In this post, we continue the discussion with Dr. Ajay Viswambharan and focus on the use of CT scans and how AMI is able to reduce radiation exposure.
What are some common uses of a CT scan? (Why would a doctor order a CT?)
Some common reasons why a doctor would order a CT scan would be to assess a body part's structure or shape, or diagnose a disease, trauma, or injury. CT scans are also a great alternative to certain types of exploratory or diagnostic surgeries. They can also aid in the planning of surgery or as a visual aid for biopsies and other interventional procedures.
When would a patient have a CT scan versus an MRI?
A physician would determine if a CT or MRI is needed based on what part of the body they want to see, and the reason for the exam. For example, a CT scan does not show tendons and ligaments as well as an MRI due to the density of the tissue. The spinal cord is best seen with an MRI for the same reason.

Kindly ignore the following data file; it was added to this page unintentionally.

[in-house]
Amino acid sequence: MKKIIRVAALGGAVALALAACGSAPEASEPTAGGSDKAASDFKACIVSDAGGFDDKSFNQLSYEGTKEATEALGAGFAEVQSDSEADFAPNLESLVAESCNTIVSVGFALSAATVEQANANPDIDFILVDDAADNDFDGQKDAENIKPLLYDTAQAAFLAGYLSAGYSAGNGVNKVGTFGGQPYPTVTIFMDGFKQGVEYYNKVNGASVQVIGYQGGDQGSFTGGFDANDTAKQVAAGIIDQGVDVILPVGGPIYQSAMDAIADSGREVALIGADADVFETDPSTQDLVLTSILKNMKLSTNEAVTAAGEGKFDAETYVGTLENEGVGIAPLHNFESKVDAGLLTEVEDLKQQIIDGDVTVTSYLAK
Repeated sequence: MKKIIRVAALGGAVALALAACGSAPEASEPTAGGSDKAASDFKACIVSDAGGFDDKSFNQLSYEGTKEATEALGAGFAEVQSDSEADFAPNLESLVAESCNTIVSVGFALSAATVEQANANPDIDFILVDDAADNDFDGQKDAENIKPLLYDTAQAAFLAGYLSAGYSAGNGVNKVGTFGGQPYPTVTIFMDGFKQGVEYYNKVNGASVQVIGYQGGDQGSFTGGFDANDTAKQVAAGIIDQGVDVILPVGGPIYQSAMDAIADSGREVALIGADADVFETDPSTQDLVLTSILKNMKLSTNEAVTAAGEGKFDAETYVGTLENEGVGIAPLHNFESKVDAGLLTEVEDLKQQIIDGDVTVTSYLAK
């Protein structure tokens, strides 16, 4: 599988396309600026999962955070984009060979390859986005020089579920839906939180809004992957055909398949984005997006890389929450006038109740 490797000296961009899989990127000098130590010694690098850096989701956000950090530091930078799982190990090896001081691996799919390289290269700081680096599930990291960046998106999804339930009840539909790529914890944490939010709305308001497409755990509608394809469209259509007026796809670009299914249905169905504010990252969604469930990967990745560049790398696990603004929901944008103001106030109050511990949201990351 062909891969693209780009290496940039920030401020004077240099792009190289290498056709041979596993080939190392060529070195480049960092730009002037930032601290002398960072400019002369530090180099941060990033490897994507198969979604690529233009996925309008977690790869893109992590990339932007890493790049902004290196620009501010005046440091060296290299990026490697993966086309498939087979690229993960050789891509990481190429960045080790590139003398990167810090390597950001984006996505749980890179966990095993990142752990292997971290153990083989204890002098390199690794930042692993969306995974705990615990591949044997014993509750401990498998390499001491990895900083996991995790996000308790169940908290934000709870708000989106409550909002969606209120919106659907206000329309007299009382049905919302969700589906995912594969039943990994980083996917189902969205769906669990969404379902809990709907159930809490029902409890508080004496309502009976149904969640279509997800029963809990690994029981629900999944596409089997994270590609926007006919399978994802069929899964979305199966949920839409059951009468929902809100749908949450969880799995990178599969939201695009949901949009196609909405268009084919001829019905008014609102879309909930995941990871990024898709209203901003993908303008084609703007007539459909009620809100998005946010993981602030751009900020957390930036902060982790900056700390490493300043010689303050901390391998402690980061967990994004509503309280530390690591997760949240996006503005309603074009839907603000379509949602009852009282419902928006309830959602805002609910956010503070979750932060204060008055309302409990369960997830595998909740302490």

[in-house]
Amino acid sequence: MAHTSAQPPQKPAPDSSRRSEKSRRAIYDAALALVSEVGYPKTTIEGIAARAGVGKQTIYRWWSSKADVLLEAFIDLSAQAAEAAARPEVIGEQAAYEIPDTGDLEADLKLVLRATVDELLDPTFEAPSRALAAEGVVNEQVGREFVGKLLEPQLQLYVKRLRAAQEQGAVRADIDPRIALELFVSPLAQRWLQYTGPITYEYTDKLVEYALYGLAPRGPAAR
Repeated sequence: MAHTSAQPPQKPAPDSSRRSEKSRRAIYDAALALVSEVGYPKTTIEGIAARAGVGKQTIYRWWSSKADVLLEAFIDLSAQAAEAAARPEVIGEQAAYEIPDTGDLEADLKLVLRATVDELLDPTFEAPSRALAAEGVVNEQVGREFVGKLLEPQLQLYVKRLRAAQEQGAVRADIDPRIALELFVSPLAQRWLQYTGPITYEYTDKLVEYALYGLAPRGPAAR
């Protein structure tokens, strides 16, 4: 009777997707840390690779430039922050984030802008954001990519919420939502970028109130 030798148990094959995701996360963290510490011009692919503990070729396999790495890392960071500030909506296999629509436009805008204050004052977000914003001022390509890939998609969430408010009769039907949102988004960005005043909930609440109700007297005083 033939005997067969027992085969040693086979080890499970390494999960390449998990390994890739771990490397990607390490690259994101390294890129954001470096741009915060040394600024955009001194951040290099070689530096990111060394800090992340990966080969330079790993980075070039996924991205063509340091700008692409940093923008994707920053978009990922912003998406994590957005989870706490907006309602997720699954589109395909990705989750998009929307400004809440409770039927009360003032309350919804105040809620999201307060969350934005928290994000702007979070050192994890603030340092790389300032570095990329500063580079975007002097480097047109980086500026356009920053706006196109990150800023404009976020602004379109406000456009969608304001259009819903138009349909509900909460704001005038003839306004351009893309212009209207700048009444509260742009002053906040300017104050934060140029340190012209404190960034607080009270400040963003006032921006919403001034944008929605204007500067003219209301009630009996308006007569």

CT scans however, are the preferred method when diagnosing or assessing cancer and tumors, pneumonia, to see the chest and lungs, or to see the sinus cavities. CT scans are also very beneficial to see the internal organs, for trauma patients, and to rule out internal bleeding.
In addition to software built into all CT scanners that adjusts the radiation dose based on the patients size, all AMI CT scanners are equipped with special software that allows the use of less radiation to generate diagnostic quality images. This software is used on all exams so that all patients will benefit.
Continue to check back for more questions answered by Dr. Viswambharan.
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